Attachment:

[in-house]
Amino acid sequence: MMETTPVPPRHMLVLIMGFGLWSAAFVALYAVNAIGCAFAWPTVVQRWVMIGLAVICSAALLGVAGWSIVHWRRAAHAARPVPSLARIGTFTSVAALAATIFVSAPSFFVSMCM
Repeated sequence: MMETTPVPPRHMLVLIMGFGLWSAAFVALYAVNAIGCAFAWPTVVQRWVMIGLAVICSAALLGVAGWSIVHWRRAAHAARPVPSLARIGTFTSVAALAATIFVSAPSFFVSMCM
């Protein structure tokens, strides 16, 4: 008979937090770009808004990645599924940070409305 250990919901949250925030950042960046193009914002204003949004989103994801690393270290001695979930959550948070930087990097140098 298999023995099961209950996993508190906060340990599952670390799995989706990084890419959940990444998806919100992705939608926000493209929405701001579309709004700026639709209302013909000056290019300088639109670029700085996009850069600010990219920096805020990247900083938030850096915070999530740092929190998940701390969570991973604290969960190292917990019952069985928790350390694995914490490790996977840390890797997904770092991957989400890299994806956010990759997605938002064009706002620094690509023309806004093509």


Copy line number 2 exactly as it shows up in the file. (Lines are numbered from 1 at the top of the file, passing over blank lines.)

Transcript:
Amino acid sequence: MMETTPVPPRHMLVLIMGFGLWSAAFVALYAVNAIGCAFAWPTVVQRWVMIGLAVICSAALLGVAGWSIVHWRRAAHAARPVPSLARIGTFTSVAALAATIFVSAPSFFVSMCM